Celebrating significant birthdays

By Margie Habraken
on June 23, 2019

Celebrating significant birthdays

We have some special tall bearded irises celebrating significant birthdays at Sunshine iris Nursery this year.

Flaming Banner

Flaming Banner turns 40!   Described as having rich orange standards with a violet flush and red falls edged orange, and sporting a tangerine beard, it grows to a height of 86cm making it a smaller ‘tall’.  This vintage iris was registered by Edgar Sellman in 1979.  It is a mid to late bloomer. 

Also celebrating is Vibrations who turns 30  – just making it into our exclusive ‘vintage’club..  It has a plicata pattern with burgundy rose standards and a lighter heart at the base.  Deep burgundy red falls have a large white area below the tannish coloured beard. Striking white lines radiate towards the edge. It grows to a height of 86cm and is a mid-season bloomer. Vibrations was registered in 1989 by Mary Dunn and has been awarded two medals – an Honorable Mention in 1992 and an Award of Merit in 1996. 

Many other vintage irises can be found at Sunshine Iris Nursery.  Just search for ‘vintage’ at www.sunshineiris.com.au to see what is available at the moment.

Pick Pack Post - by Kerry Anderson

By Elissa Strong
on February 04, 2019

Pick Pack Post - by Kerry Anderson

Usually it is the children that are encouraged to take on the family business, but in the case of Sunshine Iris Nursery near Lockhart in New South Wales, it was the opposite. What started as a logical step into the business world for agronomist trained Elissa Strong became problematic when she went back to study in 2017 leaving her mother Mandy to pick pack and post.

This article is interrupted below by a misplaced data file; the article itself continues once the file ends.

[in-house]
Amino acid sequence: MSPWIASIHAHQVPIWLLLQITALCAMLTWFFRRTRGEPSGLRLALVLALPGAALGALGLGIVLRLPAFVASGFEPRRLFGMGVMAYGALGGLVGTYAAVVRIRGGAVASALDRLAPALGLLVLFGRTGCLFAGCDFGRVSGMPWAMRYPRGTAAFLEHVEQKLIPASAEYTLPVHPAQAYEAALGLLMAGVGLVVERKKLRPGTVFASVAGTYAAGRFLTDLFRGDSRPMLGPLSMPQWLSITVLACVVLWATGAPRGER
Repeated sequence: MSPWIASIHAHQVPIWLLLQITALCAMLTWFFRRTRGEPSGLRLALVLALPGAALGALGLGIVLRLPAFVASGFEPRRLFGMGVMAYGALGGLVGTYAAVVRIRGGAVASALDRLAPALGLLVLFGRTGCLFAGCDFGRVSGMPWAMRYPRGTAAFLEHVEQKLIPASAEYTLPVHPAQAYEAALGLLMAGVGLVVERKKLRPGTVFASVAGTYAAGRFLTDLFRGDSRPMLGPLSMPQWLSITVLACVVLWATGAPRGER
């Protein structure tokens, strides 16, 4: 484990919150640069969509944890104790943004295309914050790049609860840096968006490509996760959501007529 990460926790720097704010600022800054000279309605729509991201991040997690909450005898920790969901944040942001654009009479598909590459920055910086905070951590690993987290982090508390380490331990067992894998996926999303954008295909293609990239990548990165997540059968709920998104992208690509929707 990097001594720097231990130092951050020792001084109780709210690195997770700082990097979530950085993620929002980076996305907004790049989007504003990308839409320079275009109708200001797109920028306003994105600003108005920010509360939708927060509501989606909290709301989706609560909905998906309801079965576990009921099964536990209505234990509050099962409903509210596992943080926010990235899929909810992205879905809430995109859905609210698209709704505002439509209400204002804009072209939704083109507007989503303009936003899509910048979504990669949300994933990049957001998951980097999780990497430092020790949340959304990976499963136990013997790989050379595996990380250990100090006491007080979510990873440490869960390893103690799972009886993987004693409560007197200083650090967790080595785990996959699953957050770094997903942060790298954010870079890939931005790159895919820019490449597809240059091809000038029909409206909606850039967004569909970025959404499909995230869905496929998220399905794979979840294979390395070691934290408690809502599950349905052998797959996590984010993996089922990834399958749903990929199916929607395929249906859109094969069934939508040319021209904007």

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A lifelong passion for irises

By Margie Habraken
on May 24, 2018

A lifelong passion for irises

On a cold, wet day in May, I recently had the pleasure of visiting one of our special iris breeders of Australia.

Margaret Summerill lives in Bombala in southern NSW.  She has been breeding irises for over 30 years, after her first iris was given to her in 1983.  Margaret was inspired to try her hand at breeding after reading an article by renowned breeder, Barry Blyth.  In 1986 she tried to pollinate her first flower ‘just for fun’ and made contact with Graeme Grosvener for some extra advice.

It wasn’t until 10 years after that first introduction to irises  that Margaret had one she thought was spectacular enough to register.  Proudly Mine was listed in 1993, and was followed by over 25 different flowers. Margaret says she finds it hard to pick favourites but some of her best include Fanciful Thoughts, Boys in Blue, and the more recent Spirit of Bombala.

I asked Margaret how she chose the names for her irises – something that has always intrigued me.  She related that she is inspired by places, events or people.  One iris , Mother’s Bessie, reminded her of the colour of her mother’s cow!  She also added that she had used the dictionary at times – Wily Glow meaning inquisitive or artful.

As Margaret became more adept at breeding, collecting many accolades for her irises along the way, she decided to learn more about showing the flowers.  After attending a judges’ school six times, she became an accredited Trial Garden and Show Bench Judge further increasing her already extensive knowledge of irises.

When asked for her best tips for growing strong irises, Margaret confided that she liked to use a good fertiliser such as Osmocote when she first plants out her irises and then again in August before the bloom period.

At Sunshine Iris Nursery we are proud to offer some of Margaret’s irises.  Pictured alongside is Ruby Rover, one she bred in 2012 which is available for purchase now.  We will also have Spirit of Bombala, Mother’s Bessie, Inglewood, Moselle Moon, Fanciful Charm, Fanciful Thoughts, Wily Glow, Rowes, Winsome Annie and Windana available next year. 

Check out some of our other blogs:

Vintage or Historic Irises

Different Types of Irises

Keeping Your Irises Happy Over Summer

Vintage or historic irises

By Margie Habraken
on April 05, 2018

Vintage or historic irises